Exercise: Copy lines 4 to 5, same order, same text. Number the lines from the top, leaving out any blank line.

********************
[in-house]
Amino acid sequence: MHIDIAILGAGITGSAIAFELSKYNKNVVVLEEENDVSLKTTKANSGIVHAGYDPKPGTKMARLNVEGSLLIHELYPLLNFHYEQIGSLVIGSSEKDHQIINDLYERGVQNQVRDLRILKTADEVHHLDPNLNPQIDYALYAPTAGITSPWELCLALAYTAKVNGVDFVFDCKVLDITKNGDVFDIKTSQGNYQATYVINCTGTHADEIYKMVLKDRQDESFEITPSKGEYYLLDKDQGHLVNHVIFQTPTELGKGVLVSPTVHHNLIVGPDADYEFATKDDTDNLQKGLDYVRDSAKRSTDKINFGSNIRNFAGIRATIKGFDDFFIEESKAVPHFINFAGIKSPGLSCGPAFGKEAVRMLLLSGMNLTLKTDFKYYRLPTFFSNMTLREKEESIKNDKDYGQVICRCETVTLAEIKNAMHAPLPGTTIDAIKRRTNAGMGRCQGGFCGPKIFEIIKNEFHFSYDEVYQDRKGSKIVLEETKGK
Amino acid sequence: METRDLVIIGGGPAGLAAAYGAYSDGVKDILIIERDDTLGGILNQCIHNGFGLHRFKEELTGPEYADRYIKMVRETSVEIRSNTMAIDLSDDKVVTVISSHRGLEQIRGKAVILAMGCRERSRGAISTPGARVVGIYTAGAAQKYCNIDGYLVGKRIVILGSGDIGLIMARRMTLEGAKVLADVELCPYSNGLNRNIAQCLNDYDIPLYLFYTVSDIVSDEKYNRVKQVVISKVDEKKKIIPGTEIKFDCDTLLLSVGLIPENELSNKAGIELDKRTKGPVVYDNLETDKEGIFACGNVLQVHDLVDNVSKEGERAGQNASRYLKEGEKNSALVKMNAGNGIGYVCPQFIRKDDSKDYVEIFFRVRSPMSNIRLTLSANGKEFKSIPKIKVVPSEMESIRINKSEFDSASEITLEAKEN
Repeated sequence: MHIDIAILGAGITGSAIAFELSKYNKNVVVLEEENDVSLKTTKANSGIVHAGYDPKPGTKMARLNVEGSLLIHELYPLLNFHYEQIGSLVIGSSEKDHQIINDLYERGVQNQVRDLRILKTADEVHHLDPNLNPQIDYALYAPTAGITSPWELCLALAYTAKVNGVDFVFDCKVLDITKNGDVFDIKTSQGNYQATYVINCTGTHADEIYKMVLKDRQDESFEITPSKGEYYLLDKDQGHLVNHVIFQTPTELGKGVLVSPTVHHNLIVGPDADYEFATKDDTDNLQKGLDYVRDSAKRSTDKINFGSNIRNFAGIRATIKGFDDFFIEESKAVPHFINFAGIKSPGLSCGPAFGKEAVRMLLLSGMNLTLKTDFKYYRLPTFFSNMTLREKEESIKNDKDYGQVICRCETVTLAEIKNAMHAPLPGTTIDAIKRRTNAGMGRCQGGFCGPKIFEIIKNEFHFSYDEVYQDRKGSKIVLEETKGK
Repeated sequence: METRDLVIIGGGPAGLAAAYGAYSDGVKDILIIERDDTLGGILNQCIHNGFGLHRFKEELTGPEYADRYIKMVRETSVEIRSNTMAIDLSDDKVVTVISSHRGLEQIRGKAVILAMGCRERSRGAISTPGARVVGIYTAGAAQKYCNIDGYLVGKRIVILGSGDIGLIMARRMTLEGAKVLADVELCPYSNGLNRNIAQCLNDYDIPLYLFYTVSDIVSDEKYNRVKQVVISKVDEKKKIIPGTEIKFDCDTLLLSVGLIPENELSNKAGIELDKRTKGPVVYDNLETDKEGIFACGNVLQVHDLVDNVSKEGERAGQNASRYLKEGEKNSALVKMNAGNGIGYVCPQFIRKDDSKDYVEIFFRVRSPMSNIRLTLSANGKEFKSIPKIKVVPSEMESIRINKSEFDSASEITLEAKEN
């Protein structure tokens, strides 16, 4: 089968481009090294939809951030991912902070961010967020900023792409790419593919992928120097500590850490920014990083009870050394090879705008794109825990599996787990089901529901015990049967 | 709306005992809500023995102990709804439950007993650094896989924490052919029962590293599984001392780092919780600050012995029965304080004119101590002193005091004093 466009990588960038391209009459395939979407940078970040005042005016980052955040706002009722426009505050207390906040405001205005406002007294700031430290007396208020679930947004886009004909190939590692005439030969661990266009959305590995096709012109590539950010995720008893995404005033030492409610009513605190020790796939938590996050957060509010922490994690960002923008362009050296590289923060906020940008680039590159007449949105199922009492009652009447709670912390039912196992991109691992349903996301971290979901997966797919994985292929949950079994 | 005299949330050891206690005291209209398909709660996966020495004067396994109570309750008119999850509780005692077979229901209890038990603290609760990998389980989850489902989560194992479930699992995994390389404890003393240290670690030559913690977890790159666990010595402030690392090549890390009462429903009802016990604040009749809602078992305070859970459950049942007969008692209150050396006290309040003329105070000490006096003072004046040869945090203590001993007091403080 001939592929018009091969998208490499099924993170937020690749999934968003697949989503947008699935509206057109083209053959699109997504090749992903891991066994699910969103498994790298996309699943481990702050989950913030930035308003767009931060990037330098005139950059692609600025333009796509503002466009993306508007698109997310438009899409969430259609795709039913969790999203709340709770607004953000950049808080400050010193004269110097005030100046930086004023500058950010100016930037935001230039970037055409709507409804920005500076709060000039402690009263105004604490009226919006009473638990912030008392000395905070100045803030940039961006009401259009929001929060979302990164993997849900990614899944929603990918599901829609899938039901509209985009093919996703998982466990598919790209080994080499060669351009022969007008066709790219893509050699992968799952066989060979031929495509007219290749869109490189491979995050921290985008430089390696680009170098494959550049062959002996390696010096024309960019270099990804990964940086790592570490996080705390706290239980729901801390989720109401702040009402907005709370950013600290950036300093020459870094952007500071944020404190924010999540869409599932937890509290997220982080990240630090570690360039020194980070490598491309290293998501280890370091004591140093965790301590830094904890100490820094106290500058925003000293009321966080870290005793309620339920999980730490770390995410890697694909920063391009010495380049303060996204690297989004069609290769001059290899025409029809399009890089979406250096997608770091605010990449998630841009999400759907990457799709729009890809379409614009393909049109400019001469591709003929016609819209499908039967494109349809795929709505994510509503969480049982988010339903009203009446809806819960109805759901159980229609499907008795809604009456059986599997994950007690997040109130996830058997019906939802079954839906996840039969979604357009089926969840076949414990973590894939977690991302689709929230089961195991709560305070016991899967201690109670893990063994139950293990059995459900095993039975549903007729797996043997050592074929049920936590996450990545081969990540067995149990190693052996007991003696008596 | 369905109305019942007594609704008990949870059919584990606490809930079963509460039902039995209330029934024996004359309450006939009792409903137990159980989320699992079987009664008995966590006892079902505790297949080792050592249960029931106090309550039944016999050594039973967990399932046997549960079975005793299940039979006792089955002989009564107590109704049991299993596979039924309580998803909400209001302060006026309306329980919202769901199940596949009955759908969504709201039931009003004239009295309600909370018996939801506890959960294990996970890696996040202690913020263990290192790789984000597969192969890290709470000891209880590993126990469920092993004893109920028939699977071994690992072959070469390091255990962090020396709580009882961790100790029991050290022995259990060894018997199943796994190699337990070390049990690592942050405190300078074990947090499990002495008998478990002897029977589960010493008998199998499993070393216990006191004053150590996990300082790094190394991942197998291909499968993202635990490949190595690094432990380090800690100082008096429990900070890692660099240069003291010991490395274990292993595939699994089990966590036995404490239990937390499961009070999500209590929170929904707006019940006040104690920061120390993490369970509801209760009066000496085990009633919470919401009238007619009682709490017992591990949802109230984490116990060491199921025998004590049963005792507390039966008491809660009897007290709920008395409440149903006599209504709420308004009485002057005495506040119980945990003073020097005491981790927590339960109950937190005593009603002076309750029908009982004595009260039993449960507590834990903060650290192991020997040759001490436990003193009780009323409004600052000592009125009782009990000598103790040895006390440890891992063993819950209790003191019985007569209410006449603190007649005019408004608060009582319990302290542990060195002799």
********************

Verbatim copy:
Repeated sequence: MHIDIAILGAGITGSAIAFELSKYNKNVVVLEEENDVSLKTTKANSGIVHAGYDPKPGTKMARLNVEGSLLIHELYPLLNFHYEQIGSLVIGSSEKDHQIINDLYERGVQNQVRDLRILKTADEVHHLDPNLNPQIDYALYAPTAGITSPWELCLALAYTAKVNGVDFVFDCKVLDITKNGDVFDIKTSQGNYQATYVINCTGTHADEIYKMVLKDRQDESFEITPSKGEYYLLDKDQGHLVNHVIFQTPTELGKGVLVSPTVHHNLIVGPDADYEFATKDDTDNLQKGLDYVRDSAKRSTDKINFGSNIRNFAGIRATIKGFDDFFIEESKAVPHFINFAGIKSPGLSCGPAFGKEAVRMLLLSGMNLTLKTDFKYYRLPTFFSNMTLREKEESIKNDKDYGQVICRCETVTLAEIKNAMHAPLPGTTIDAIKRRTNAGMGRCQGGFCGPKIFEIIKNEFHFSYDEVYQDRKGSKIVLEETKGK
Repeated sequence: METRDLVIIGGGPAGLAAAYGAYSDGVKDILIIERDDTLGGILNQCIHNGFGLHRFKEELTGPEYADRYIKMVRETSVEIRSNTMAIDLSDDKVVTVISSHRGLEQIRGKAVILAMGCRERSRGAISTPGARVVGIYTAGAAQKYCNIDGYLVGKRIVILGSGDIGLIMARRMTLEGAKVLADVELCPYSNGLNRNIAQCLNDYDIPLYLFYTVSDIVSDEKYNRVKQVVISKVDEKKKIIPGTEIKFDCDTLLLSVGLIPENELSNKAGIELDKRTKGPVVYDNLETDKEGIFACGNVLQVHDLVDNVSKEGERAGQNASRYLKEGEKNSALVKMNAGNGIGYVCPQFIRKDDSKDYVEIFFRVRSPMSNIRLTLSANGKEFKSIPKIKVVPSEMESIRINKSEFDSASEITLEAKEN